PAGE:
By Adam Lovinus
By Lilledeshan Bose
By Gabriel San Roman
By Rachel Mattice
By Stephanie Zacharek
By Daniel Kohn
By Nate Jackson
By Mike Seeley
Photo by James BunoanLong Beach art space Koo's has been doing pretty good this year, riding into the last months of a short-term entertainment license permitting amplified entertainment—all those loud bands the kids love—with a steadier reputation than ever, thanks to several well-reviewed art shows that demonstrated Koo's coordinator Dennis Lluy wasn't just running a nightclub under a gallery's tax status.
But as the do-or-die city council meeting to once-and-for-all legitimize live bands at Koo's approaches, Lluy decided to employ the same better-part-of-valor tactics that let him and his organization leave Santa Ana without any expensive legal hassle: voluntarily cancel all shows (except for two mostly guitar-amp-less performances) scheduled since last week to silence any citations before they happen. That's a foolproof plan to glide into a long-term entertainment license with no bad marks on the Koo's record—except for the part where no one gets to see any bands for a while. But it's not worth the risk right now, Lluy says.
"Legally, we could continue," he explains. "No one said we had to stop. But we're going in front of the city council, and we don't want to extend the possibility of getting a noise citation. We want the city to realize we're doing our best to be a good neighbor."
Koo's has already spent the past 13 months (since a show of support at City Hall got the short-term permit) smoothing relations with the adjacent Lafayette Apartments, finally situating their stage in a backroom where—as empirical experiments and a selfless acoustical engineer who vets the sound environment for free confirmed—any noise bleed from bands doesn't particularly affect residents. But noise bleed is a bitch of a thing—it's kind of voodoo, says Lluy—and it's threatening to affect residents in the adjacent-on-the-other-side Inn of Long Beach.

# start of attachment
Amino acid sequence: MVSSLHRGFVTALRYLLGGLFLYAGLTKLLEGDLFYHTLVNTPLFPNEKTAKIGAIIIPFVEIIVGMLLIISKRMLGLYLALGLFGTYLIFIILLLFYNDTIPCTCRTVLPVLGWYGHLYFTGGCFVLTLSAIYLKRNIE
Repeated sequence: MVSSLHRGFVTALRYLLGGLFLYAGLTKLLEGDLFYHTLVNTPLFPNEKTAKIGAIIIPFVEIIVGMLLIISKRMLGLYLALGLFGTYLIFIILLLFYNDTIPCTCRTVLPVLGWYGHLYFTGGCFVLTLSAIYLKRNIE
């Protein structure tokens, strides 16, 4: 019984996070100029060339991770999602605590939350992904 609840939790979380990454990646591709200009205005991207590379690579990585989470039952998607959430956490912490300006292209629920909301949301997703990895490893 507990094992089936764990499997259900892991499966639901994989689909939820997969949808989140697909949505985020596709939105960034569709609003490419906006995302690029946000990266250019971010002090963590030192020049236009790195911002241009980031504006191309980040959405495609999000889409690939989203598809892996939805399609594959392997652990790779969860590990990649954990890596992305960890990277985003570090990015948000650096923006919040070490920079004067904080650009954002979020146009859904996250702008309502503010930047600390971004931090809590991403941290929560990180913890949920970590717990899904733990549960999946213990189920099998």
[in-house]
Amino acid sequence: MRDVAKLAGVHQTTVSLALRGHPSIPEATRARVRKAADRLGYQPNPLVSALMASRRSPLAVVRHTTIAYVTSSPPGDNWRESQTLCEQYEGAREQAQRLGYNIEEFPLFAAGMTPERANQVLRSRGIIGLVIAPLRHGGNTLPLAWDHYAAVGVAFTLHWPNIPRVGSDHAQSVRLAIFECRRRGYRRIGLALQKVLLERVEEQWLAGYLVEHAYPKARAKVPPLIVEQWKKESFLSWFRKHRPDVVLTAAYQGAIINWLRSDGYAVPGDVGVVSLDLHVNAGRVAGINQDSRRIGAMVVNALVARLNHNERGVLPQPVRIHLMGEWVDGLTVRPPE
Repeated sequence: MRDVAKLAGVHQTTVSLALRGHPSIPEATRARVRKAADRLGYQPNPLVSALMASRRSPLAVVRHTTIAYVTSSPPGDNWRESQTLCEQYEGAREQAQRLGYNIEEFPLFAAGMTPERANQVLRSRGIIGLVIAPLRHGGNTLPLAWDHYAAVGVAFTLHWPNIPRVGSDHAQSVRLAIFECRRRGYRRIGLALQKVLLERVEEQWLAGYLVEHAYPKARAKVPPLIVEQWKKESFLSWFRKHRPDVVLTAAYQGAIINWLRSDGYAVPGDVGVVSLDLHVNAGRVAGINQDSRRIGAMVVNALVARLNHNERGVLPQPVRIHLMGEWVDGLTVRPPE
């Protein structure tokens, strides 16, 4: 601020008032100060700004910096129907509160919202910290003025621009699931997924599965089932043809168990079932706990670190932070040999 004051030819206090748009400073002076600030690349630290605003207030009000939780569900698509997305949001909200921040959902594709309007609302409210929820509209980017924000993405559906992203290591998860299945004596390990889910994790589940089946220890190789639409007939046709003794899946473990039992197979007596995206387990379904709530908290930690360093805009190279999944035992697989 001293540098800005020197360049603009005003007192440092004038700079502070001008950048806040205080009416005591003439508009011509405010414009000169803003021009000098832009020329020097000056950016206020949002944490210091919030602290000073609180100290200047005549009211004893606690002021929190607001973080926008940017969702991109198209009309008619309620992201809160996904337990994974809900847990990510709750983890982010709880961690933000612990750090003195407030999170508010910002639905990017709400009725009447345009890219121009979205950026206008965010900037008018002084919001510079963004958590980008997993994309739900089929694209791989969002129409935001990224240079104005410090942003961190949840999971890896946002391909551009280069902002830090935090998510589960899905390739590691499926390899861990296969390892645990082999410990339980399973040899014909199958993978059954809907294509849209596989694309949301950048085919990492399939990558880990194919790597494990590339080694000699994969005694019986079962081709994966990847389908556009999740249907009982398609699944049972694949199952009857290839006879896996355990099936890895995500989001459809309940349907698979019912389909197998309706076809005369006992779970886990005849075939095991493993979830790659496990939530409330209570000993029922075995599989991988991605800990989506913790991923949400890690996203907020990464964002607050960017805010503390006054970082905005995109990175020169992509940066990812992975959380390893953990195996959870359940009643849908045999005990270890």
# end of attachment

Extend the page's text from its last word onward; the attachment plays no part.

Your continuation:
Lluy says a conversation with a Long Beach police officer and a motel resident confirmed anecdotally that Koo's sound levels weren't unacceptably egregious—but after a Koo's board meeting, art space volunteers decided to be polite and turn the sound off until that license comes through. And until they add even more soundproofing to keep neighbors on all sides happily quiet.
But this is still a solution that demands weeks, not a weekend or two. Lluy figures the city business-license department will be ready for him by April or May, which leaves Koo's without any shows and thus without any reliable means of income for an uncomfortably long stretch. And that leaves the painfully thrifty art space scrambling to fund the necessary thousands-of-dollars-worth of sound-proofing. The obvious and elegant solution? Divert scheduled Koo's shows to friendly venues like LA's Smell and then organize a benefit show with the loud bands the kids love—in a space that's already legally allowed to host them. Which they're working on right now, says Lluy: "We'll do whatever we need to resolve this problem."
BANDS OR VENUES INTERESTED IN HELPING FUND A KOO'S BENEFIT, PLEASE CONTACT DENNIS LLUY AT DENNIS@KOOS.ORG. AT PRESS TIME, ALL KOO'S SHOWS EXCEPT SOLE/PEDESTRIAN/DOSH AND DEATH FROM ABOVE 1979 HAVE BEEN CANCELED. GO TO WWW.KOOS.ORG FOR CURRENT CALENDAR.